JC Flowers, the US private equity investor, is seeking a meeting with Friends Provident, after Sir Adrian Montague, chairman of the embattled UK life assurer, demanded to know whether it was going to be the subject of a takeover bid or not.

The provocation came as Friends, which has recruited Trevor Matthews from Standard Life to be its new chief executive, announced the departure of Jim Smart, its finance director, and disclosed a worse than expected fall in 2007 profits.

“Now is the time for them to come clean,” said Sir Adrian. “Is there a proposition here or not?”

JC Flowers, which has been stalking Friends for the past two months, immediately responded that the private equity group would “welcome the chance to meet them as soon as possible”.

But Sir Adrian countered: “Fireside chats are out. We want to know what the beef is. We want to know what the meat of the proposal is.”

The shares rose 4 per cent to 124p on hopes of a bid from JC Flowers, with one leading shareholder describing Friends’ comments as “encouraging”.

Shares in Friends have fallen 24 per cent this year, and the shareholder indicated that a price around Friends’ embedded value of 160p may now be acceptable.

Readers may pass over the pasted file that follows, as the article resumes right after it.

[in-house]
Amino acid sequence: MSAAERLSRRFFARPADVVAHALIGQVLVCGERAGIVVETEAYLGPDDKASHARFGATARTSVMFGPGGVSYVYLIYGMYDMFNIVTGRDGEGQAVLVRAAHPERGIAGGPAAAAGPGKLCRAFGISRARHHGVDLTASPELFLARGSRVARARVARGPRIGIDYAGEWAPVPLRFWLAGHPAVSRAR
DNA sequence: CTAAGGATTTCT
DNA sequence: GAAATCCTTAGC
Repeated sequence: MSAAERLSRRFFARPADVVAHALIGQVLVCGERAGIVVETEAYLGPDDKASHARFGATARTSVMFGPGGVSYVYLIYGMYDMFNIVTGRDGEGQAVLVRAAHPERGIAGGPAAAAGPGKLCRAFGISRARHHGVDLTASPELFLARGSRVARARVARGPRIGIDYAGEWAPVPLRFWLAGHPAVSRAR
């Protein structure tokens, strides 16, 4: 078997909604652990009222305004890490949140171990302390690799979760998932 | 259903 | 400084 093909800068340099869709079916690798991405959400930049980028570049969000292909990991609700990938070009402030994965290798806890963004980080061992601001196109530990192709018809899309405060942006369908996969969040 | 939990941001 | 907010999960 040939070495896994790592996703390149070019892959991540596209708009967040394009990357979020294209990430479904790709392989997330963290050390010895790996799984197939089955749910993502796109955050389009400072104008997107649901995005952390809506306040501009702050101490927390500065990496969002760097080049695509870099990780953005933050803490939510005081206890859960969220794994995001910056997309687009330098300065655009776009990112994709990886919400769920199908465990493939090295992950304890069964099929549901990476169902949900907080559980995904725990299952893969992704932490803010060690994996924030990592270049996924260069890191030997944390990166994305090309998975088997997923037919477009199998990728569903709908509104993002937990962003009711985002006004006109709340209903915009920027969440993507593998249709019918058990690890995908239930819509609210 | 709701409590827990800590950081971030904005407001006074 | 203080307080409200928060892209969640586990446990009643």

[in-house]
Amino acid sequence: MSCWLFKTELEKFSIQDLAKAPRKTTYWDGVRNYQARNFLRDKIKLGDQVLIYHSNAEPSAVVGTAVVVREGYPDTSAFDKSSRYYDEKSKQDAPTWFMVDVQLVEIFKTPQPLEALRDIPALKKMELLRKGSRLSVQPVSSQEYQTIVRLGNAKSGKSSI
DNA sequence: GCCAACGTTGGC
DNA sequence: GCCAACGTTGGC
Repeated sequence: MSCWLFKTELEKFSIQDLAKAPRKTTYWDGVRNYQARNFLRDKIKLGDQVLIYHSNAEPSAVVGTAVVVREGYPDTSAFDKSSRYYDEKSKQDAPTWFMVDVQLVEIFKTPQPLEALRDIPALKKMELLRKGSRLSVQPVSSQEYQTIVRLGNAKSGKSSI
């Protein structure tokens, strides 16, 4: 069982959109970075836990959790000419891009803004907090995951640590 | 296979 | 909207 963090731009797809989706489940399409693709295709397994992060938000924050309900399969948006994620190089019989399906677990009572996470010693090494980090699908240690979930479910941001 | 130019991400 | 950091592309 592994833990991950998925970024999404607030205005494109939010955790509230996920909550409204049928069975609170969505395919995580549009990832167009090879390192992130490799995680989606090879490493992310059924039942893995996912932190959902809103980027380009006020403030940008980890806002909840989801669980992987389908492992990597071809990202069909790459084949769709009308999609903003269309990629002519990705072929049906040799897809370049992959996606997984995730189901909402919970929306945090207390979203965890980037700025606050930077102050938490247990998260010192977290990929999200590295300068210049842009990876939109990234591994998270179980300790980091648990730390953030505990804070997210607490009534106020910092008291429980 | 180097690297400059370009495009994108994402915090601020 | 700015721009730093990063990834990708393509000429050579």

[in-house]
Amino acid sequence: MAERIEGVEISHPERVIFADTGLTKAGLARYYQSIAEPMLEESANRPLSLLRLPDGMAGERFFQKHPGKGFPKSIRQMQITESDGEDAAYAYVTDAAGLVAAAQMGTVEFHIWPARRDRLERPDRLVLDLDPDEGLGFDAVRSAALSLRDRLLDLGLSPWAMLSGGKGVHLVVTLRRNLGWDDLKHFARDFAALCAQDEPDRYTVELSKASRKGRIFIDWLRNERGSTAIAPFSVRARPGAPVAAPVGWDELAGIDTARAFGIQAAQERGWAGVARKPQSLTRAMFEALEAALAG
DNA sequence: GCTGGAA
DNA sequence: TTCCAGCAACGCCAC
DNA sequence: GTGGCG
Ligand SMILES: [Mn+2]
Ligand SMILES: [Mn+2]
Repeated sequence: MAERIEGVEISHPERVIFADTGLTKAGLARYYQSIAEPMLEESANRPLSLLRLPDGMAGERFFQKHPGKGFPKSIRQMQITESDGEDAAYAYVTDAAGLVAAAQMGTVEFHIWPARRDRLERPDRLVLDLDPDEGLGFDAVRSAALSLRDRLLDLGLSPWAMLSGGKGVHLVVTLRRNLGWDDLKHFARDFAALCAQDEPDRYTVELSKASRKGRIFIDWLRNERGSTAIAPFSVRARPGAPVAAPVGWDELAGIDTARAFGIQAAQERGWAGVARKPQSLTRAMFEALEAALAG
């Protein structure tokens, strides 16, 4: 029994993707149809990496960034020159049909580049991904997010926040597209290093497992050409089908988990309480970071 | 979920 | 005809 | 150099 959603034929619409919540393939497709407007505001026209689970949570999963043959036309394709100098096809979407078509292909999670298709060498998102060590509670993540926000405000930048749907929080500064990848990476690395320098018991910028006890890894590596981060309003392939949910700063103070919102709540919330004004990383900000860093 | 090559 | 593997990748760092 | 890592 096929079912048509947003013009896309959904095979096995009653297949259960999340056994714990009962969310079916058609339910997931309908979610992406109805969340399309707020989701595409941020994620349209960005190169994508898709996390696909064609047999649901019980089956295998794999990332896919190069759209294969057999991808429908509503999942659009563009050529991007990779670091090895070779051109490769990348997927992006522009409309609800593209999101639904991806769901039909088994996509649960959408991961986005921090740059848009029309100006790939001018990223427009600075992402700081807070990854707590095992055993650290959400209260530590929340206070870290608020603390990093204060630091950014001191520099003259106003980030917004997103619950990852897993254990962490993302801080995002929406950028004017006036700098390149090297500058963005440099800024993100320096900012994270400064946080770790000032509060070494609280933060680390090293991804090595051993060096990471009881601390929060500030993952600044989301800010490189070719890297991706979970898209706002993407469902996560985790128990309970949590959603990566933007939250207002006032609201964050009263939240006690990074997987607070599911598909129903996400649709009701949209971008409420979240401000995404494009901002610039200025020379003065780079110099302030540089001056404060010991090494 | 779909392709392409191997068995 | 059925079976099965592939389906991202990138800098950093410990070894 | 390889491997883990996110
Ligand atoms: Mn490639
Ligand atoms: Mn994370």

However, Sir Adrian rejected the idea that Friends was less valuable now than in January, when JC Flowers first said it was considering a bid. The private equity group is believed to have indicated that it would be prepared to pay 175p per share. Friends wanted at least 200p.

Sir Adrian also said Friends had received “expressions of interest from [parties] other than management” in the insurer’s 52 per cent stake in fund manager F&C; Lombard, its European wealth management business; and Pantheon, an intermediary, which are all in effect up for sale.

The comments came as Friends reported a fall in operating profit calculated under European embedded value principles from £509m ($1bn) to £16m, less than the figure of about £20m signalled in January. The slide came after £461m of charges, including a £158m charge for customers surrendering policies early.

The pre-tax loss under international financial reporting standards was £113m, down from a £491m profit. A final dividend of 5.3p, down from 5.2p, makes a total for the year of 8p, compared with 7.85p last time.

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